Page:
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332

(1887) [MARC] Author: Viktor Rydberg Translator: Alfred Corning Clark With: Hans Anton Westesson Lindehn
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Full resolution (JPEG) - On this page / på denna sida - Pencil Sketches in Rome - 5. The Beggars in Rome

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332 ROMAN DA VS.
city, and a well-to-do class of citizens in easy circumstan-
ces had been developed, a republican spirit began in
Rome, as in the other cities of Italy, to bestir itself, and
claims for an independent burgher government, to arise ,
claims which sometimes appeared in such force, that the
pope found it safest to remove to another spot. It was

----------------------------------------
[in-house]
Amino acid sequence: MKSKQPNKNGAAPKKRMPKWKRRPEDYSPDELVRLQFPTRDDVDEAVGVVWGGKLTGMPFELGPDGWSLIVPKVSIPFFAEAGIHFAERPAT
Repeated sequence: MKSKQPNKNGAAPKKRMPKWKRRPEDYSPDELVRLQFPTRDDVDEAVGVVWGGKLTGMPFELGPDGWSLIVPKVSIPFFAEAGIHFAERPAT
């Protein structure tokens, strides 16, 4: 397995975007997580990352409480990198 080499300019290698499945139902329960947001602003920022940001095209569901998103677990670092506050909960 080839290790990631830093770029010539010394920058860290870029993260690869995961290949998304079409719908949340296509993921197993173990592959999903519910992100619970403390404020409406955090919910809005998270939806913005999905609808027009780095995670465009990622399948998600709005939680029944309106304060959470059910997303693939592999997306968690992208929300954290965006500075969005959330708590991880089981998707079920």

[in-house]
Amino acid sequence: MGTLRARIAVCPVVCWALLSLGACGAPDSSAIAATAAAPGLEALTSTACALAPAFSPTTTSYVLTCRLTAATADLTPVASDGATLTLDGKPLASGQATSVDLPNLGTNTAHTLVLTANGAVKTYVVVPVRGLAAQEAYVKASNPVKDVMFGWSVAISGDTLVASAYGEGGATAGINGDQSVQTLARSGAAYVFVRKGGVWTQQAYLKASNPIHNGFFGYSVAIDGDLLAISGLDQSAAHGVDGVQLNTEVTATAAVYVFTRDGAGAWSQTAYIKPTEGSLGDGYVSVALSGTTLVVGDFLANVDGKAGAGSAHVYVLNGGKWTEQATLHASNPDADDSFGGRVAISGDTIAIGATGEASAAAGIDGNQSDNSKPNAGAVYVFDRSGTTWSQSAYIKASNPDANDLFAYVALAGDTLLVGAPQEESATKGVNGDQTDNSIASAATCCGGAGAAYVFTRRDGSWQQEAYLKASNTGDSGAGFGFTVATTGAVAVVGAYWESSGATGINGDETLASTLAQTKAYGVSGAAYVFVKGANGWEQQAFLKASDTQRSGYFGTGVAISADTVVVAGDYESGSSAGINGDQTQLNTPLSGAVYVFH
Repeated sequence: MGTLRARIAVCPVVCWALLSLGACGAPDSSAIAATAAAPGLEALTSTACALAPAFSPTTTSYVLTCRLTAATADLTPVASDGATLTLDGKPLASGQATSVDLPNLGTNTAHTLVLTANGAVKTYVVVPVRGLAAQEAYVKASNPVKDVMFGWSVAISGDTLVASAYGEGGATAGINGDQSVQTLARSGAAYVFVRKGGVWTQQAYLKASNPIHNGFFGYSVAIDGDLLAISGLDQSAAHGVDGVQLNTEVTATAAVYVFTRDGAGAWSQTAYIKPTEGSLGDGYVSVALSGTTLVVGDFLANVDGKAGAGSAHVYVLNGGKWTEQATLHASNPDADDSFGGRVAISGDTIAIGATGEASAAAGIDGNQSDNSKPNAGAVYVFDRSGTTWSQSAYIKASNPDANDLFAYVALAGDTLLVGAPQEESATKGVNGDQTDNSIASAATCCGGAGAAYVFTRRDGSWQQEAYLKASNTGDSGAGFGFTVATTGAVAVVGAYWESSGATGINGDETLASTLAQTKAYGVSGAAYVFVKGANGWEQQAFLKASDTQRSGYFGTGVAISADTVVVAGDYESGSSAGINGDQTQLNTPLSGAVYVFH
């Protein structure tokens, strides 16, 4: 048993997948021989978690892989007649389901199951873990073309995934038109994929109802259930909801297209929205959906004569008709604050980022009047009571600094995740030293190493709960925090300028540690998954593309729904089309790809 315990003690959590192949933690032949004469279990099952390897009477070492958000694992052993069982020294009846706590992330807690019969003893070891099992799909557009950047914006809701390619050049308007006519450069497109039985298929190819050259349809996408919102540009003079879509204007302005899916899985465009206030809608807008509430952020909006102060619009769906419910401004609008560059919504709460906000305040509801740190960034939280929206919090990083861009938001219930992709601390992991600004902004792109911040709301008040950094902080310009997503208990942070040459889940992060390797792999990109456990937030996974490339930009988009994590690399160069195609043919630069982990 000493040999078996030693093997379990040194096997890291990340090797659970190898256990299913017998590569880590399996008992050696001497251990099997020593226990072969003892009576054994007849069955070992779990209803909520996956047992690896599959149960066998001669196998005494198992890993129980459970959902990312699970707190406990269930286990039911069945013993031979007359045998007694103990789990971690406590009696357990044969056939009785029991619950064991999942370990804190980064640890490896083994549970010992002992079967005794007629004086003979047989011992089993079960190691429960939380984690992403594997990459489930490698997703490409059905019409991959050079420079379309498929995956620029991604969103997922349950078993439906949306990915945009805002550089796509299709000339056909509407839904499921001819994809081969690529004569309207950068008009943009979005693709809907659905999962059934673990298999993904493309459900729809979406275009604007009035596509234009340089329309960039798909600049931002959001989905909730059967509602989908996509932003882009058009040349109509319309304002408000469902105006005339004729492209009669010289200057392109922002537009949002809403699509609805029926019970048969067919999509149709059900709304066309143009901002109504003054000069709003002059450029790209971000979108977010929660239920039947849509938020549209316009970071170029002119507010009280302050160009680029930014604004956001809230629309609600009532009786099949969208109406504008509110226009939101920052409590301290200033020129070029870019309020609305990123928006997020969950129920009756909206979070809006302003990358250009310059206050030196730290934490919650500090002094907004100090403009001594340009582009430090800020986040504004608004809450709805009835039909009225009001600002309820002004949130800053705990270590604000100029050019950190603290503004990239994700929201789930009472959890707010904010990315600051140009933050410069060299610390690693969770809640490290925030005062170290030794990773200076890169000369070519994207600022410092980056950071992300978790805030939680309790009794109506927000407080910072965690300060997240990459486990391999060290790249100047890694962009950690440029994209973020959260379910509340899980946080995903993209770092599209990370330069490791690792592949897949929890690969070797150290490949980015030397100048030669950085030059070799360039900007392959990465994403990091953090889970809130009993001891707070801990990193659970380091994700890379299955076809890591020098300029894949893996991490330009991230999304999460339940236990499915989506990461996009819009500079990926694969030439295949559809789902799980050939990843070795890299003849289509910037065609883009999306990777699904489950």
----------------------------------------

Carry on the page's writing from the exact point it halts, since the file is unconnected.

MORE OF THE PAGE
found, therefore, to agree best with the advantage of the
church, to have a Roman people divided into three classes
—priests, princes and beggars ; for Rome’s quality as cap-
ital of the Christian world could always make it possible
to live without work. Under such circumstances, and
as the new government, only a {q.\\ years old, had to
struggle with an evil that has the roots of centuries, one
must not wonder that Rome still overflows with beggars
—but rather, that poor people in numbers are to be
found, who are ashamed of this trade, and love to
labor.
THE END.

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